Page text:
ANCHORAGE (AP) -- North Slope Borough Mayor George Ahmaogak is looking for allies in the oil industry to help derail a legislative proposal that would limit his borough's taxing powers.
Ahmaogak was blunt when he complained about some urban legislators in an Anchorage speech several weeks ago.
''When you have asked us to put a Native face on the effort to open ANWR or build a gas line down the highway, we've always been there,'' Ahmaogak told members of the Alaska Support Industry Alliance, an organization of oil field contractors. ''I'd hate to have you learn the hard way that we've got some cards, too.''
The mayor is trying to halt a move to limit his borough's ability to tax the North Slope oil fields to build schools, power plants and sanitation systems.
Ahmaogak compared the state's 1973 property tax law to a ''treaty'' allowing North Slope Inupiat to benefit from the huge pool of oil in their region.
''If your legislators want to back out after all these years, then all bets are off,'' Ahmaogak said.
The measure, which would limit the borough's ability to sell new bonds for construction, passed the state Senate 11-9 in the closing hours of last year's session. It awaits action by the House in January.
North Slope officials say the tax change is another attack on rural Alaska by urban legislators. Sen. Donny Olson, D-Nome, who represents the region in Juneau, called the measure ''paint ball legislation.''
Ahmaogak linked the bill to an earlier measure that cut state funding for schools in his borough.
''My thought is it's racial. They wouldn't pick on the North Slope Borough if it wasn't Native,'' he said in an interview with the Anchorage Daily News.
Republican leaders of the Senate Finance Committee, who drew up the bill, say the borough is siphoning off money that should go to all Alaskans.
''Every time something doesn't go right for someone in rural Alaska, they say you're furthering the urban-rural divide,'' said committee co-chairman Pete Kelly of Fairbanks.
The borough has abused the intent of the 1973 tax law, said a statement from the other co-chairman, Sen. Dave Donley, R-Anchorage. He maintains the Senate wants to close a loophole.
Donley's bill would limit a municipality's per capita debt, effectively shutting down the borough's future bond sales. Local taxes on the oil companies would then decline, and more money would go instead to the state, since oil companies can deduct municipal taxes from their state tax bill.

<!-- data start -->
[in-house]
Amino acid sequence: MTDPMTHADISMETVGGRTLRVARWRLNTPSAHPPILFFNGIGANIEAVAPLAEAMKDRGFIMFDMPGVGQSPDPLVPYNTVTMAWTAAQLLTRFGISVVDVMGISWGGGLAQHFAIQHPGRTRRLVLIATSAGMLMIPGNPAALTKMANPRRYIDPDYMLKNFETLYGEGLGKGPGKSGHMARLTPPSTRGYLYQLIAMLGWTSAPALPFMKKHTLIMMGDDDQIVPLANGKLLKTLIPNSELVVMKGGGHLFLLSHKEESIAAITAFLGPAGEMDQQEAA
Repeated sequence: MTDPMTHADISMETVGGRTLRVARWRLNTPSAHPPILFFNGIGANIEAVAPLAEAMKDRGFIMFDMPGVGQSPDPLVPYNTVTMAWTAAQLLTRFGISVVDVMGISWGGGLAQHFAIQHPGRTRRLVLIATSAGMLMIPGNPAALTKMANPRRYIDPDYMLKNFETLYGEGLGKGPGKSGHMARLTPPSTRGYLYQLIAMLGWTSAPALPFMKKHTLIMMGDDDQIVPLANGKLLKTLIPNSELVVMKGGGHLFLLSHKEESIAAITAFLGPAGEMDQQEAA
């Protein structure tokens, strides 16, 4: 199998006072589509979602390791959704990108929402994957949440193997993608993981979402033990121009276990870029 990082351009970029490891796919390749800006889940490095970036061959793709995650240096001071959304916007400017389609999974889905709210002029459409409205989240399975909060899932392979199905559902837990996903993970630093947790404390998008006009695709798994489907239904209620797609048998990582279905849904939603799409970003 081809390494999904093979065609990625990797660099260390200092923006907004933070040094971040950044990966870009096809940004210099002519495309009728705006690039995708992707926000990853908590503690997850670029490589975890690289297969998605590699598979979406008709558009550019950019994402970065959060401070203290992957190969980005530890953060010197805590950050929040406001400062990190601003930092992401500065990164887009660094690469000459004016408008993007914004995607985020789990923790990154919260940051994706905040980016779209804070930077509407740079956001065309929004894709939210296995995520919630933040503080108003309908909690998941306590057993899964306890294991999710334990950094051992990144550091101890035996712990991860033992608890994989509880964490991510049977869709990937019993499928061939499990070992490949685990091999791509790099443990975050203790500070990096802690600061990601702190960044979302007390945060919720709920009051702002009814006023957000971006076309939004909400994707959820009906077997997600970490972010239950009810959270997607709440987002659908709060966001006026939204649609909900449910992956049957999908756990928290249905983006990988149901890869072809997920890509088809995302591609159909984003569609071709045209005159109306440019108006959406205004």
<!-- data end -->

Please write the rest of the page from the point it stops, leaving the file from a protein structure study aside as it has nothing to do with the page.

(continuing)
Borough officials say the state law was intended to give North Slope villages a brief historical window in which to build the kind of public facilities already available elsewhere.
The state budget has been funded for years by taxes and royalties on oil production. The property tax raises ''piddling amounts'' compared to those revenues, said borough finance director John Ames.
The borough has raised billions of dollars for construction projects by selling bonds to be paid off with future property tax revenues. The borough has built underground utility corridors, health-care facilities and schools in an expensive Arctic environment. Water and sewer were provided without federal and state aid, borough officials say.
The North Slope has about 7,500 year-round residents spread among eight villages.
Today, the borough has a debt of $1.1 billion, or about $132,000 for each of the 7,500 borough residents.
Anchorage had a debt of $2,734 per resident in 1999, Donley said. His bill would bar municipalities from bonding more than $15,000 per resident. The North Slope Borough is the only municipality over that limit.
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